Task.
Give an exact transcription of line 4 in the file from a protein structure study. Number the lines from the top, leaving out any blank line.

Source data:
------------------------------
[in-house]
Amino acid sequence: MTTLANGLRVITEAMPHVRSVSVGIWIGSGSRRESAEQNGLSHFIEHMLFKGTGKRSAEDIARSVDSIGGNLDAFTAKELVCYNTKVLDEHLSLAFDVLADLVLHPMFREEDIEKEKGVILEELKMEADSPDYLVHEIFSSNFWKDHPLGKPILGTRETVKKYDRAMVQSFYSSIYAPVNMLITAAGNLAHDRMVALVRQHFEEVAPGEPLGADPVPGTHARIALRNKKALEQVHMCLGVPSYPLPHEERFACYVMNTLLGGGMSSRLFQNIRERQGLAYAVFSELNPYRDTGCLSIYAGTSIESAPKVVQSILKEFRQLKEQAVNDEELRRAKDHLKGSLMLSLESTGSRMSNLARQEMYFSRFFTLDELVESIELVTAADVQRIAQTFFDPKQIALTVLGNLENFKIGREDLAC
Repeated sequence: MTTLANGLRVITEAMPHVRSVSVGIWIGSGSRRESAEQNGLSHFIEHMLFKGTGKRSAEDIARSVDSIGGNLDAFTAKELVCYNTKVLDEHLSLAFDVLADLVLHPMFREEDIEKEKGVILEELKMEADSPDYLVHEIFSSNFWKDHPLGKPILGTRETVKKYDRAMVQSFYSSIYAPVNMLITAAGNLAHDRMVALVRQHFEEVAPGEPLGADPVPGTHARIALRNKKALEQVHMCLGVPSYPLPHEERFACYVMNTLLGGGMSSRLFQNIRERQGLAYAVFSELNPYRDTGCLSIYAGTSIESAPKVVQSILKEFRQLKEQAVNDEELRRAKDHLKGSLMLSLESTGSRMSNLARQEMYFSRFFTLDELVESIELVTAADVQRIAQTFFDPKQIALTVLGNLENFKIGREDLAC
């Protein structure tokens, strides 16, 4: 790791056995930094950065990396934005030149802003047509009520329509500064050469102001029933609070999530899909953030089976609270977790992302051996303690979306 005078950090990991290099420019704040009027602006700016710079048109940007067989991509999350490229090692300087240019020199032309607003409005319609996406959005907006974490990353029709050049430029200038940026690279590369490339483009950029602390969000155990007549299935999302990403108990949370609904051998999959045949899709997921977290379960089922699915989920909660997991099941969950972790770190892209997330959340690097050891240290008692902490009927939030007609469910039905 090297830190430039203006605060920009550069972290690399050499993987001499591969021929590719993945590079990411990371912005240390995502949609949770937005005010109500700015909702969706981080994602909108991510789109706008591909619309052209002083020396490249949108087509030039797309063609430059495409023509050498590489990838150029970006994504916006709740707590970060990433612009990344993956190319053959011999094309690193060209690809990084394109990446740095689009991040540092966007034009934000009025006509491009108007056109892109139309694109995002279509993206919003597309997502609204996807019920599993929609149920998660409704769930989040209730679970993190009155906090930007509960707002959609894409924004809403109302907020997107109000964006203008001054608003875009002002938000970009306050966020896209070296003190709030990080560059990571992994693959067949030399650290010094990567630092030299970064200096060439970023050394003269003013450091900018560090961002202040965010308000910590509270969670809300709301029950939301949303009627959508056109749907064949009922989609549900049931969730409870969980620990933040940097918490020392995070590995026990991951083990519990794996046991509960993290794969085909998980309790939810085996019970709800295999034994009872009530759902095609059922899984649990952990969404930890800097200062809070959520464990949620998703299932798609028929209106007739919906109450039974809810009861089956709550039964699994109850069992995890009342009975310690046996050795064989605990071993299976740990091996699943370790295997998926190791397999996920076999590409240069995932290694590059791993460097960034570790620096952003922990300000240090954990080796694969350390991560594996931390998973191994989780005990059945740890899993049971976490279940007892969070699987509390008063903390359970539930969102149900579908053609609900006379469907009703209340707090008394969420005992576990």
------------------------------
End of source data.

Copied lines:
């Protein structure tokens, strides 16, 4: 790791056995930094950065990396934005030149802003047509009520329509500064050469102001029933609070999530899909953030089976609270977790992302051996303690979306 005078950090990991290099420019704040009027602006700016710079048109940007067989991509999350490229090692300087240019020199032309607003409005319609996406959005907006974490990353029709050049430029200038940026690279590369490339483009950029602390969000155990007549299935999302990403108990949370609904051998999959045949899709997921977290379960089922699915989920909660997991099941969950972790770190892209997330959340690097050891240290008692902490009927939030007609469910039905 090297830190430039203006605060920009550069972290690399050499993987001499591969021929590719993945590079990411990371912005240390995502949609949770937005005010109500700015909702969706981080994602909108991510789109706008591909619309052209002083020396490249949108087509030039797309063609430059495409023509050498590489990838150029970006994504916006709740707590970060990433612009990344993956190319053959011999094309690193060209690809990084394109990446740095689009991040540092966007034009934000009025006509491009108007056109892109139309694109995002279509993206919003597309997502609204996807019920599993929609149920998660409704769930989040209730679970993190009155906090930007509960707002959609894409924004809403109302907020997107109000964006203008001054608003875009002002938000970009306050966020896209070296003190709030990080560059990571992994693959067949030399650290010094990567630092030299970064200096060439970023050394003269003013450091900018560090961002202040965010308000910590509270969670809300709301029950939301949303009627959508056109749907064949009922989609549900049931969730409870969980620990933040940097918490020392995070590995026990991951083990519990794996046991509960993290794969085909998980309790939810085996019970709800295999034994009872009530759902095609059922899984649990952990969404930890800097200062809070959520464990949620998703299932798609028929209106007739919906109450039974809810009861089956709550039964699994109850069992995890009342009975310690046996050795064989605990071993299976740990091996699943370790295997998926190791397999996920076999590409240069995932290694590059791993460097960034570790620096952003922990300000240090954990080796694969350390991560594996931390998973191994989780005990059945740890899993049971976490279940007892969070699987509390008063903390359970539930969102149900579908053609609900006379469907009703209340707090008394969420005992576990």